I do not think it is necessary to drive my kids everywhere as I value the indepence they are learning and the exercise they get from doing so. When they were elementary age we walked together to school every day and that was something I valued and enjoyed. But, there is a time when the apron strings have to be cut and they need to be less dependent on me.

Culturally, this country is too dependent on cars. I want my kids to understand that there are alternatives to being driven everywhere or even to drive everywhere by themselves. The time I spend driving with my child on crutches at present does have good aspects but the novelty is already beginning to wear off as the frustration we both feel by the slowness of our commute in high traffic situations seems to be our main topic of conversation.

Posted by Moira
a resident of Midtown
on Nov 19, 2009 at 7:41 pm

It starts in elementary school where except for a few students, everyone lives within walking distance, yet so many kids are driven to school. It is ridiculous, in the flat suburbs for kids to not be able to walk at most 10 minutes to school. Kids should walk in groups of at least 2-3 starting in elementary school. It is perfectly safe and for those who bring up kidnapping, look at the statistics-it doesn't happen with groups of kids (it also plain doesn't happen in any numbers worth worrying about, look up stranger abduction statistics). By highschool, it is flat out ridiculous to be driven to school except on rare days. My kids have walked or biked to elementary school, middle school and now high school.

Posted by palo alto mom
a resident of Duveneck/St. Francis
on Nov 19, 2009 at 7:48 pm

We could just agree to disagree - different things work for different families and different children. I have one child who loves to set off on their own and one who loves to be at home. Neither are right or wrong, just who they are.

Posted by Walter_E_Wallis
a resident of Midtown
on Nov 20, 2009 at 4:43 am

Walter_E_Wallis is a registered user.

An old Palo Alto adage - before you criticize another, drive a mile in his Prius.

Posted by Mike
a resident of University South
on Nov 22, 2009 at 2:37 pm

"I am absolutely shocked by the number of single occupancy cars with able bodied students being dropped off like elementary kids."

The autos are NOT single occupancy if there is a parent and student in them.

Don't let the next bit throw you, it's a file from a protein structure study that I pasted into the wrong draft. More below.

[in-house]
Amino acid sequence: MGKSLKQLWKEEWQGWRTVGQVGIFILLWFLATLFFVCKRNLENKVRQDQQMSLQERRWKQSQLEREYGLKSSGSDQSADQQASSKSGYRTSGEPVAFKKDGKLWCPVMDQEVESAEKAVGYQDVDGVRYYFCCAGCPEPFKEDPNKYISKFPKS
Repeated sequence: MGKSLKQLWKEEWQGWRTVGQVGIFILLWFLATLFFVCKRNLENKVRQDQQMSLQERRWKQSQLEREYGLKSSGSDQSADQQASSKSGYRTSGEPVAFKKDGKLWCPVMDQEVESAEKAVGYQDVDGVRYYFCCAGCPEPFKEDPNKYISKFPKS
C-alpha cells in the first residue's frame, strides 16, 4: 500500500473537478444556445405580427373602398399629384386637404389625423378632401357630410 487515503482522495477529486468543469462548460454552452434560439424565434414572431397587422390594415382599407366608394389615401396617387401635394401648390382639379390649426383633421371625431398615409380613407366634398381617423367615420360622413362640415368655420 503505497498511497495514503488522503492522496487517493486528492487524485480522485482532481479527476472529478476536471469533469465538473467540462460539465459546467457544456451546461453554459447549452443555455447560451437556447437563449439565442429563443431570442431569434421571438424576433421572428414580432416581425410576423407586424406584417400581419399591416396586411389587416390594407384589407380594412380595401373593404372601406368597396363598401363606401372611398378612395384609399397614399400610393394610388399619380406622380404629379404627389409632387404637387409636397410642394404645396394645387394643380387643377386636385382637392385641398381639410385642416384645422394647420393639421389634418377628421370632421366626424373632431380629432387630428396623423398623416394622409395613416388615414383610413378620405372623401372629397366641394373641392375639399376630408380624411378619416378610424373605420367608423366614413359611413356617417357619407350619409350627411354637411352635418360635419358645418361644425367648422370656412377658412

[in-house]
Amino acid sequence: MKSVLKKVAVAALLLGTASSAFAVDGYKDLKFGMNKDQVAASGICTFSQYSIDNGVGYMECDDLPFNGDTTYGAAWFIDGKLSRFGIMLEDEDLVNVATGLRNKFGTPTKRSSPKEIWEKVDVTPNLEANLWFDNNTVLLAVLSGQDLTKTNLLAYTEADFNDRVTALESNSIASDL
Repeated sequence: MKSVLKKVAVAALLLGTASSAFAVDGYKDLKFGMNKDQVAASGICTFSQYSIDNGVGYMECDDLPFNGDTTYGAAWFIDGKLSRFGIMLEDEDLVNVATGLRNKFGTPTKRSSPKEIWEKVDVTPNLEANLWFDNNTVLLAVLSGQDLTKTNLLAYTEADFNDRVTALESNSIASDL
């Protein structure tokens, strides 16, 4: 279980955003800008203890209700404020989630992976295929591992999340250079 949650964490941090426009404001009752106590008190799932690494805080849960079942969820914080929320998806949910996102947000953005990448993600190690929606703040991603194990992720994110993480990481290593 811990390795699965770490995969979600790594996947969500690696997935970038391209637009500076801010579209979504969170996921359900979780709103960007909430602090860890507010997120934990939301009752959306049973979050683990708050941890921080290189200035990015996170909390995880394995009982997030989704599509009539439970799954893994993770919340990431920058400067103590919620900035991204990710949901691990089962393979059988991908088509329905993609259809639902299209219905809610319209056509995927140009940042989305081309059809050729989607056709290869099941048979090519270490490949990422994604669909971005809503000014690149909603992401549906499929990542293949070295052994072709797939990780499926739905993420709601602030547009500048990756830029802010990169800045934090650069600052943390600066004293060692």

"...walking 1/4 mile from a nearby neighborhood..."

Where did you get this number? I drive my sons past one elementary school to get him to the school he was overflowed to.

Posted by robit noops
a resident of Green Acres
on Nov 22, 2009 at 3:14 pm

Maybe some parents drive so they can get a little time together into busy schedule. Maybe its so the kids leave at the same time as parents. I was walking to school alone since 1st grade, and had to crutch 3 miles to school when I had a broken leg. I hardly spent any time with my mother during school so I cant say if it makes any difference one way or another, if you don't like it, don't do it.

Posted by Neal
a resident of Community Center
on Nov 22, 2009 at 4:32 pm

Hurray for High School Parent and Sarah. I agree with you whole heartedly. I'm amazed that so many people can rationalize a behavior that probably isn't in the best interest of the child. There will always be exceptions to the rule, but for most students, walking and biking are better alternatives to driving. Students and parents need to be weaned from our car culture. Sadly, as somone already stated, I doubt anybody will change their behavior. Give biking a chance. You might find it to be enjoyable.

Posted by ab
a resident of another community
on Nov 22, 2009 at 4:46 pm

I started either walking, riding my bike or taking the bus to school in elementary school. Having someone drive me wasn't even an option. I would meet up with my friends and we would all go together. This is what everyone did back then (20+ years ago). And I rode my bike or took the bus to any after school activities like music lessons or sports. I think kids these days are too coddled.

Posted by Snooded
a resident of Another Palo Alto neighborhood
on Nov 22, 2009 at 10:35 pm